Why is Sleep Important: The Essential Nutrient

Why is Sleep Important: The Essential Nutrient

Why is sleep so Important?

There’s a lot of factors an athlete can control to optimize performance and recovery: nutrition, programming, supplementation.  All this can be dialed, but if high-quality sleep is not there, almost none of the previous factors will even matter.  

Why is quality sleep so Important?  It’s a complex question, but to break is down to two simple answers from an athletic perspective:

  1. Sleep is required to stimulate regeneration & repair, both physical and hormonal. The biggest time of secretion of growth hormone happens during the first few hours of sleep, as cortisol drops and melatonin secretion spikes
  2. We are tied to the earth’s cycle of day/night by millions of years of evolution; aka our circadian rhythm.  While it sounds a bit hokey, there is no way around this despite science and technology–our DNA still thinks its 2 billion years, BC.  And when we tie our sleep/wake cycles to that of sunset/sunrise, we optimize point #1.

How to Get Better Sleep

How do we optimize sleep as a modern-day athlete?  Some basic sleep habits:

  • Aim for 8 hours of uninterrupted sleep.  This will vary from person to person—find your sweet spot.  And don’t kid yourself that “you need less”…do a week of aiming for 9 hours (you won’t miss the Bachelor, trust me), and see how you feel.
  • Create a healthy environment:  Cool, pitch-black —this is essential.  Even a little light can suppress melatonin secretion. iPhone?  Plug it in, but move it out of reach.  Trust me, you’ll hear the alarm.  If your sleep is dialed, you’ll wake before it goes off.
  • White Noise:  While we don’t have the soothing sounds of nature outside our cave anymore, this is one area modern-day technology can help. Our brain craves input, and a noiseless room with occasional random sounds can disrupt sleep; the constant “whrr” of a fan, or my fav, Sleep Machine app, keeps a constant flow of ambient sound to dampen excitability.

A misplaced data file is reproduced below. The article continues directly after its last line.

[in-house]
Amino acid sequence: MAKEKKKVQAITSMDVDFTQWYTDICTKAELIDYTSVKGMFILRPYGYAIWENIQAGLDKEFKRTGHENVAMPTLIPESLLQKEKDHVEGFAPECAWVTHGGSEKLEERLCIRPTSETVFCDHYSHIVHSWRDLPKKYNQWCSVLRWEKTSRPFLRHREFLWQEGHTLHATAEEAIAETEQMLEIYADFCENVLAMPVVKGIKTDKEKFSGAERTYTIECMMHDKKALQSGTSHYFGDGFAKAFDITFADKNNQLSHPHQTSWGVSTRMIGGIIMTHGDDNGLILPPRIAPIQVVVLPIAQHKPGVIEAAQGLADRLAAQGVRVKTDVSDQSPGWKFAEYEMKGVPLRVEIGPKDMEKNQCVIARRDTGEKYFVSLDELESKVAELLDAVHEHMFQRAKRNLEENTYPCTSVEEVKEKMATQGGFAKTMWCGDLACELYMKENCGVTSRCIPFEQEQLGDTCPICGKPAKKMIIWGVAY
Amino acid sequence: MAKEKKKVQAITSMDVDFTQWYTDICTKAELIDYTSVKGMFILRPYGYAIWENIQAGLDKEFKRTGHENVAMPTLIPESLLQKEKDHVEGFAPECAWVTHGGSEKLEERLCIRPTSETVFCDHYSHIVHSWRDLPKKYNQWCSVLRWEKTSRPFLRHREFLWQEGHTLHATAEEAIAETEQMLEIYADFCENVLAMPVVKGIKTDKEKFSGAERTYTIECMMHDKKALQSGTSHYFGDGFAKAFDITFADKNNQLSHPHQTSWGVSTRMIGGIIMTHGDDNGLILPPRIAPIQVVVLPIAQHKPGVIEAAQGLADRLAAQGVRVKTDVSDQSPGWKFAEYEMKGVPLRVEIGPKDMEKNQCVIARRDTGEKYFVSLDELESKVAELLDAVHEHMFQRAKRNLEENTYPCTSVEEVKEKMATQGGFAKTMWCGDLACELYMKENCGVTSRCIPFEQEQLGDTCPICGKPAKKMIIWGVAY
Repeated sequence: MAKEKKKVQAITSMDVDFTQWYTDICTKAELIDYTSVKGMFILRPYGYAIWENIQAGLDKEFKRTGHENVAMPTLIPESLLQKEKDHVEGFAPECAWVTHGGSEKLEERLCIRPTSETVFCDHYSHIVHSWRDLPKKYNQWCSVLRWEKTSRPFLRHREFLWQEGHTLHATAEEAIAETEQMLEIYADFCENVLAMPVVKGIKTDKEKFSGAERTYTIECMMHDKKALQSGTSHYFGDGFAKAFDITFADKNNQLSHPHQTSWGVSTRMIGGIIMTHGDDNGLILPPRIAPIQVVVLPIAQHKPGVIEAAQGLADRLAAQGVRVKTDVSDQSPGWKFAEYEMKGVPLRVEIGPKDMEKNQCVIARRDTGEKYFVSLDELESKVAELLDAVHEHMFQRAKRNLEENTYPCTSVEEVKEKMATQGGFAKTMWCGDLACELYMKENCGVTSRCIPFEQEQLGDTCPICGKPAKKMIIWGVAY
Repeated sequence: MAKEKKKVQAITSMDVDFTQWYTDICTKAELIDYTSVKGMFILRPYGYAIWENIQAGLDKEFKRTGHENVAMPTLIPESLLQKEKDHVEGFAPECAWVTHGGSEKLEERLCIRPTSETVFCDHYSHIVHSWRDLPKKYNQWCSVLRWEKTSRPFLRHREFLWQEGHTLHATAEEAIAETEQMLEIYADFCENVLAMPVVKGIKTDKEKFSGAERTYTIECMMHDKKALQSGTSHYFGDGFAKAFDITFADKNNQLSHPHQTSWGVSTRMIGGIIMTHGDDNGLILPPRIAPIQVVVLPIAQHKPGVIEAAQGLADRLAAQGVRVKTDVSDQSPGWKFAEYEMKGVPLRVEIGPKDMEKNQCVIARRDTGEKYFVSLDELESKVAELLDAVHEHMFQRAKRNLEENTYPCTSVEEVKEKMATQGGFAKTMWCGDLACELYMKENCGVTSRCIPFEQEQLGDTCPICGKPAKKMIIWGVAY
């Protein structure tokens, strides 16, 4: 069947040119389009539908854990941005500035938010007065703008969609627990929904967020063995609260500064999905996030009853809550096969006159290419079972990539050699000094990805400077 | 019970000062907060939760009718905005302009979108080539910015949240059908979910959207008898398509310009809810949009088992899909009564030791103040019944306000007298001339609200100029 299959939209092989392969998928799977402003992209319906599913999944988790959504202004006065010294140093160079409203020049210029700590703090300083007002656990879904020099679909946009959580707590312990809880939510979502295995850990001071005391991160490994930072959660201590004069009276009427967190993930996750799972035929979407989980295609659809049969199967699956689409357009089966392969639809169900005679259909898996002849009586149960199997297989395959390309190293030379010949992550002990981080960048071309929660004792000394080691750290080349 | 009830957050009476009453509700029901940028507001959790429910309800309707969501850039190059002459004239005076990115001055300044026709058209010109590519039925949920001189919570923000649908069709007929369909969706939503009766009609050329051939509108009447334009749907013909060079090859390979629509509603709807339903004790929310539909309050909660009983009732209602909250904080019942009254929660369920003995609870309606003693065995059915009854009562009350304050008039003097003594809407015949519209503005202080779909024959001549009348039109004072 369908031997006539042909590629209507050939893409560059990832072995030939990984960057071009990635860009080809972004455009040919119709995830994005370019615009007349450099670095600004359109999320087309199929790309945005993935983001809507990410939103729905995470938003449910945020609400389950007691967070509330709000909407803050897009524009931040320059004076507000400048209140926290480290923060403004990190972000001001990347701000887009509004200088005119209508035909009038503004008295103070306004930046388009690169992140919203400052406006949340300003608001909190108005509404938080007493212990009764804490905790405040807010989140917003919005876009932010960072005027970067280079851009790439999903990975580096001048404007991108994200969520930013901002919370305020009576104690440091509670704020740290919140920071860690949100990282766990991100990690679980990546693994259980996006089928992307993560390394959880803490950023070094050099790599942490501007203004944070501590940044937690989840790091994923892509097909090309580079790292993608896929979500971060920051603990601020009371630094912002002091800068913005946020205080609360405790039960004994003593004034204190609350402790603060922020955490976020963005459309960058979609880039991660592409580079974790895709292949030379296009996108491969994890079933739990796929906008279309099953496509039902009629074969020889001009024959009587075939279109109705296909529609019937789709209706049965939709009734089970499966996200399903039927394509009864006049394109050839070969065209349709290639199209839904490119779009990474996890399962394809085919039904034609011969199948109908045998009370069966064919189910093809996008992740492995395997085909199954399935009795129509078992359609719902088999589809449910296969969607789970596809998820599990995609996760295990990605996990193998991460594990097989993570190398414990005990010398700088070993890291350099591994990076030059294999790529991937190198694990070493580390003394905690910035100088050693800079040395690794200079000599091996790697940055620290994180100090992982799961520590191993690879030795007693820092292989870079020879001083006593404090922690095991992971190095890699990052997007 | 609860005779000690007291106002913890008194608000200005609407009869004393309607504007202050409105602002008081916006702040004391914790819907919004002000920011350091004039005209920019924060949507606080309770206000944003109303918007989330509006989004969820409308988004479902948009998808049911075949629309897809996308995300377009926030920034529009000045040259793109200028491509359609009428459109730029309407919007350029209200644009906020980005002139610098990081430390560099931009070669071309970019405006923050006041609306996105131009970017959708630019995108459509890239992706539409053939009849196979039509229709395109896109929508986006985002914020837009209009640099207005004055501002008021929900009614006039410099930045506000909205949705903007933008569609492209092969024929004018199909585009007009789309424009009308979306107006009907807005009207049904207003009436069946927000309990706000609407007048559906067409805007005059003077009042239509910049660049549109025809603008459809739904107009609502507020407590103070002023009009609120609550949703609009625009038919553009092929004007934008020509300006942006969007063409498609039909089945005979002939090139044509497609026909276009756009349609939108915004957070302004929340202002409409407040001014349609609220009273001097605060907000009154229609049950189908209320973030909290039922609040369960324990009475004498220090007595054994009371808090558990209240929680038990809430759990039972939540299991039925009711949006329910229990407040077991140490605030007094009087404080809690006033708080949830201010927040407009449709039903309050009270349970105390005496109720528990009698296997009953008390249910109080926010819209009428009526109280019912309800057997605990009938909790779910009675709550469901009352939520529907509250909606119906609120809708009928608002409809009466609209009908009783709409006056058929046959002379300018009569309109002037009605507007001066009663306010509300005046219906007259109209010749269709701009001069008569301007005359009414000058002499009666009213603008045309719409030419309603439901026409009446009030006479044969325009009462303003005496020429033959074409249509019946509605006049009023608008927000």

• Get morning sunlight, and watch that sunset:  This sets our clock for the day and night; blue light spectrum from morning/high noon sunlight suppresses melatonin, and red light spectrum a boosting effect on melatonin.
  • Reduce electronic use:  For the above reason, almost all electronic screens use a blue-light spectrum…iPhone, computer, television.  Get this for your home computer (its free) F.lux.  It auto-adjusts the spectrum of your monitor to more “reddish” tones after sunset.
  • Create Ritual:  This teaches our brain when it’s time to wind down…utilize consistent times, lower the lights, brew some non-caffeine herbal tea, etc.

Supplements:  This is an area I’m slightly looser on, just due to the importance of sleep for athletes; keep in mind, sleep issues are almost always psychological in cause, and not a deficiency.  Over the counter supplements like ZMA, GABA, and melatonin can all help normalize sleep—but are by no means essential, and needs vary from one athlete to another. Cover the above points first before even considering supplementation. Recommended (before bed!) reading: Lights Out: Sleep, Sugar and Survival by T.S Wiley.

Sleep while critical is only one part of a client’s nourishment program. Learn how to write individualized exercise programs, conduct consultations and assessments by signing up for our the Free 7-Day OPEX Coaching Course.

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